Author Mike Squatrito’s workshop at PMS inspires students to think about writing process

Author Mike Squatrito’s workshop at PMS inspires students to think about writing process

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PAWCATUCK — Dwarves have asked a banished dragon to fly to a mountain cave to retrieve a sacred, secret stone that will save their friends, who have been captured. The stone is guarded by ice-breathing mini-unicorns and a large unicorn with sinister rainbow-throwing powers, but the dragon uses his fire-breath and black rainbow magic to break through and capture the stone, which he brings back to the dwarves. 

Can a fantasy story like this teach fifth-graders about writing? 

Author Mike Squatrito knows it can, and it did, because students brainstormed the story’s characters and plot in his writing workshop at Pawcatuck Middle School on Friday.

Squatrito, 52, is the author of “The Overlords,” a young-adult fantasy series. He is a systems engineer at Raytheon Co. in Portsmouth, a member of the Rhode Island Sea Dogs and Rhode Island Brewers baseball teams and vice president of the Rhode Island Association of Authors. 

“I call this workshop, ‘Creating Stories Using Plot Points,’” he said. “What we do is come up with a main character and then a setting and then the main character’s goal — what does he do, where does he live, what are his obstacles, how does he get out of his situation? The teaching point is to come up with an outline for the writing but to make it fun.” 

Students in fifth-grade language arts teachers Elaine Temel and Heather Pescatello’s classes eagerly raised their hands to provide story ideas as Squatrito documented each plot point on a whiteboard at the front of the classroom. 

“The dragon meets the dwarves in this cave system, so that’s one point, and then the dwarves send him on a quest to get the secret stone, that’s another point,” Squatrito said as he got ready to call on students. “What’s our obstacle? What’s going to stop us here?”

Students suggested ogres and flying eyeballs. 

Then a student suggested the mini-unicorns that have ice breath. And they should have a limited amount of power, another student said. 

“I like the ice versus fire,” Squatrito said. “And I like the mini-unicorn minions; how about, they can only do one puff of ice but there’s a lot of them, but our dragon breathes fire and that allows him to get past them.” 

The next plot point was getting the dragon to the large unicorn. 

“Where does this unicorn live and how is he guarding it?” Squatrito asked.

Students brainstormed an abandoned, cold chamber with a sinister unicorn inside. 

“The dragon negates the rainbow magic,” Squatrito wrote on the board. “So now that leads us here to where the stone is. How does he know which stone to collect?”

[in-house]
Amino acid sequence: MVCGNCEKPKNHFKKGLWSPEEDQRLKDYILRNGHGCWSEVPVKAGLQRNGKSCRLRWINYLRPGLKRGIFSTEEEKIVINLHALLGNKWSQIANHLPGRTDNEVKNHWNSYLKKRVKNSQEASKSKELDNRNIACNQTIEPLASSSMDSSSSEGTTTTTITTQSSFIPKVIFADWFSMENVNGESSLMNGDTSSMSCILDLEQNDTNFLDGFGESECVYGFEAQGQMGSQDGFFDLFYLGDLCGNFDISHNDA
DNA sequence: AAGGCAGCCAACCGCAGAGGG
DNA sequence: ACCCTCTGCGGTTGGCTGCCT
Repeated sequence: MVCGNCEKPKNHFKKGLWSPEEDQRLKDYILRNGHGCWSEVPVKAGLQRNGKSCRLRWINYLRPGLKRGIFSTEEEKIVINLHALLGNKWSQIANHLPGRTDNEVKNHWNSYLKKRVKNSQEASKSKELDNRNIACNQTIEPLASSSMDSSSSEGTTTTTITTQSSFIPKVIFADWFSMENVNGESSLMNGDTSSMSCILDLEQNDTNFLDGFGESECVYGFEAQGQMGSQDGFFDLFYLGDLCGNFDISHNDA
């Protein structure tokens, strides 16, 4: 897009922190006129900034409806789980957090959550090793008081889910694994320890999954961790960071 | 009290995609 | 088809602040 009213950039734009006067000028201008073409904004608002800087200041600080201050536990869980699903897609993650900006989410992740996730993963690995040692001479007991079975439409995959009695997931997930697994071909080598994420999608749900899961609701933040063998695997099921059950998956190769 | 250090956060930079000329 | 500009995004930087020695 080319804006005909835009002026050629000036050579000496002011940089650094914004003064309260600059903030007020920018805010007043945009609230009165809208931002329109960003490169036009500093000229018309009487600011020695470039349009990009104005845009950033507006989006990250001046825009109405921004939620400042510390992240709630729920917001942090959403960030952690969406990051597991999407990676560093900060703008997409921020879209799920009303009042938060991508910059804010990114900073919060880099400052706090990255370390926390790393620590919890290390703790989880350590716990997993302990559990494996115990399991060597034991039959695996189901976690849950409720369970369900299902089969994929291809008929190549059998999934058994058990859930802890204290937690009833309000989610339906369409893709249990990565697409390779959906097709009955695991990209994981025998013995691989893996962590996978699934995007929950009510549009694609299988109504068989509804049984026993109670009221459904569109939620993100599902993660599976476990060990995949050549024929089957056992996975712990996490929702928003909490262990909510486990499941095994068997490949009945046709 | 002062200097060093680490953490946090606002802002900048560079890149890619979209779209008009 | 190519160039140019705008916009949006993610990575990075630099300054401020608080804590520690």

After a discussion, the fifth-graders decided the secret, sacred stone would pulsate special colors and would turn to gold when the dragon picked it up. 

It was time for a break and the students broke into groups to draw pictures of each plot point using markers on large sheets of paper. 

Squatrito said it took him a long time to learn how to write a story. He played Dungeons and Dragons in college and, as a computer engineer, he started off wanting to create a story for a large computer game but eventually turned to creative writing. In 1992 he began to teach himself how to write and eventually worked with a friend who edited his work. He published the first book in “The Overlords” series in 2006. 

He said he does writing workshops tailored to age groups from elementary to adult in schools around the region as a way of giving back to the community. 

The workshop was inspirational for students, helping them understand the value of learning writing skills, said Temel. 

“When you try in class to connect the skills we’re learning with the real world, it’s very abstract because they’re 10 and 11,” she said. “But when they meet a real author and can handle his book and talk to him, the skills we’re working on become much more meaningful and they start putting what they learn into their writing.” 

Pescatello said the workshop demonstrated the writing process is a skill students may use throughout their lives. 

“People [write] for their jobs, so it really does solidify that connection between the things we work on and the things that people do in real life,” she said. “Because of their age, they think this is only for right now, but really it’s lifelong.”  

Fifth-grader Sophia Dutra, 11, an avid writer, said the workshop was useful because she was learning to collaborate with others on a story idea. 

“I’m learning a little bit about how to work as a group because when I’m writing I’m just doing it all on my own instead of working with people,” she said. “The easiest part of writing for me is coming up with the setting and the characters, because it just all comes at once. The hardest part is trying to think of a good main idea and what the character is good at and what the character’s downfalls are.” 

Classmate Owen Spellman, 10, said he gets ideas for stories from friends, online and “things I find interesting.” 

“I think writing is fun because you get to express what you feel, but the hard part is the beginning,” he said. “It’s hard to think about what you’re going to do, what’s coming before this, how to link things together.” 

At the end of the workshop, Squatrito asked the students, “What is the one thing we’re missing in our story?”

Students made several guesses until Squatrito gave the answer.

“We don’t have any words!” he laughed.

Writing a story means starting with an outline and then writing from one bullet point to the next, he reminded the students. 

“If your outline is very strong and solid, has a beginning, a middle and an end and characters that attain their goals, I think you’ll have some pretty good stories, don’t you?” he said.


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